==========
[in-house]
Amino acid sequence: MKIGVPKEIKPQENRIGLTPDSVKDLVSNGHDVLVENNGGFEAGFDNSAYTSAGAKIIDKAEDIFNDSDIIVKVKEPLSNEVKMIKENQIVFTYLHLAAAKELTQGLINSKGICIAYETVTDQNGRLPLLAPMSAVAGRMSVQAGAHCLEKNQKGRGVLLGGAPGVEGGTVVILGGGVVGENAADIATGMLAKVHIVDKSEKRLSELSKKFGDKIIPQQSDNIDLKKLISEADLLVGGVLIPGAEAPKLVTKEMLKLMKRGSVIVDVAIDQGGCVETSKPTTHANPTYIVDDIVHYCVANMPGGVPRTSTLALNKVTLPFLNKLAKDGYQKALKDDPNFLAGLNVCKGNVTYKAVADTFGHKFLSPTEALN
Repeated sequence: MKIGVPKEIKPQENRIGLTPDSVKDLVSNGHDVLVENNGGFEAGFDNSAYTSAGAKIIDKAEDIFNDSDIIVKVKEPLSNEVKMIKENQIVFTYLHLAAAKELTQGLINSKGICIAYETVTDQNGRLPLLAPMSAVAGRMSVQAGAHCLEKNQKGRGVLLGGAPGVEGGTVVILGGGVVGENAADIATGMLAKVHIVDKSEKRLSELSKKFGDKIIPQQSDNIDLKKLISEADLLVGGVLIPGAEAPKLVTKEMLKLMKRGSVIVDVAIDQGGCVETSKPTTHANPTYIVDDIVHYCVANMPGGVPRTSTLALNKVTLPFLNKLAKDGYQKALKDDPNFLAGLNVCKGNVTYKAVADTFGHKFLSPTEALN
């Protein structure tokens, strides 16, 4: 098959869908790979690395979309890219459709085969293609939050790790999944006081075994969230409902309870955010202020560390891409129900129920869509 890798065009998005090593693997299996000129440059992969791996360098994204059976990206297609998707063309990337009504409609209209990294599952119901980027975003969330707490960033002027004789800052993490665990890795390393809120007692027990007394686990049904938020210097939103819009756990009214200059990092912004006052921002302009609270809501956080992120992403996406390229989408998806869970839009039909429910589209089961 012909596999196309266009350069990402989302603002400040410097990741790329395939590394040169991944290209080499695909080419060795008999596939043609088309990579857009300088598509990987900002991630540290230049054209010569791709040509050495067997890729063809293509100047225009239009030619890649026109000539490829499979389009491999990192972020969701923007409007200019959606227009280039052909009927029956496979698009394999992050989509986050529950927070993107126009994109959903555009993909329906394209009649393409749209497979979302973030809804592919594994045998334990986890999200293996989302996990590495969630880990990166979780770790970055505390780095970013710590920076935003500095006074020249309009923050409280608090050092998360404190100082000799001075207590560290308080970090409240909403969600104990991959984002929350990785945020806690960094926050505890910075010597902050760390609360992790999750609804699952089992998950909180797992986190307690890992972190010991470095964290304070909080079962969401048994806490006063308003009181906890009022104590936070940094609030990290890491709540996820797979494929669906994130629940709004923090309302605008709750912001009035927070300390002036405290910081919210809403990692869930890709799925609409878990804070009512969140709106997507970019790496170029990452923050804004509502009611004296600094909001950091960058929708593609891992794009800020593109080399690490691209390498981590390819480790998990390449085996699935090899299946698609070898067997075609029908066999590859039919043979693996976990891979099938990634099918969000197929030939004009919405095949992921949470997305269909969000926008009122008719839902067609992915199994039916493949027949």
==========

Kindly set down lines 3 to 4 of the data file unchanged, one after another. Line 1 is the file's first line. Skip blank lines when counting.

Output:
Repeated sequence: MKIGVPKEIKPQENRIGLTPDSVKDLVSNGHDVLVENNGGFEAGFDNSAYTSAGAKIIDKAEDIFNDSDIIVKVKEPLSNEVKMIKENQIVFTYLHLAAAKELTQGLINSKGICIAYETVTDQNGRLPLLAPMSAVAGRMSVQAGAHCLEKNQKGRGVLLGGAPGVEGGTVVILGGGVVGENAADIATGMLAKVHIVDKSEKRLSELSKKFGDKIIPQQSDNIDLKKLISEADLLVGGVLIPGAEAPKLVTKEMLKLMKRGSVIVDVAIDQGGCVETSKPTTHANPTYIVDDIVHYCVANMPGGVPRTSTLALNKVTLPFLNKLAKDGYQKALKDDPNFLAGLNVCKGNVTYKAVADTFGHKFLSPTEALN
């Protein structure tokens, strides 16, 4: 098959869908790979690395979309890219459709085969293609939050790790999944006081075994969230409902309870955010202020560390891409129900129920869509 890798065009998005090593693997299996000129440059992969791996360098994204059976990206297609998707063309990337009504409609209209990294599952119901980027975003969330707490960033002027004789800052993490665990890795390393809120007692027990007394686990049904938020210097939103819009756990009214200059990092912004006052921002302009609270809501956080992120992403996406390229989408998806869970839009039909429910589209089961 012909596999196309266009350069990402989302603002400040410097990741790329395939590394040169991944290209080499695909080419060795008999596939043609088309990579857009300088598509990987900002991630540290230049054209010569791709040509050495067997890729063809293509100047225009239009030619890649026109000539490829499979389009491999990192972020969701923007409007200019959606227009280039052909009927029956496979698009394999992050989509986050529950927070993107126009994109959903555009993909329906394209009649393409749209497979979302973030809804592919594994045998334990986890999200293996989302996990590495969630880990990166979780770790970055505390780095970013710590920076935003500095006074020249309009923050409280608090050092998360404190100082000799001075207590560290308080970090409240909403969600104990991959984002929350990785945020806690960094926050505890910075010597902050760390609360992790999750609804699952089992998950909180797992986190307690890992972190010991470095964290304070909080079962969401048994806490006063308003009181906890009022104590936070940094609030990290890491709540996820797979494929669906994130629940709004923090309302605008709750912001009035927070300390002036405290910081919210809403990692869930890709799925609409878990804070009512969140709106997507970019790496170029990452923050804004509502009611004296600094909001950091960058929708593609891992794009800020593109080399690490691209390498981590390819480790998990390449085996699935090899299946698609070898067997075609029908066999590859039919043979693996976990891979099938990634099918969000197929030939004009919405095949992921949470997305269909969000926008009122008719839902067609992915199994039916493949027949």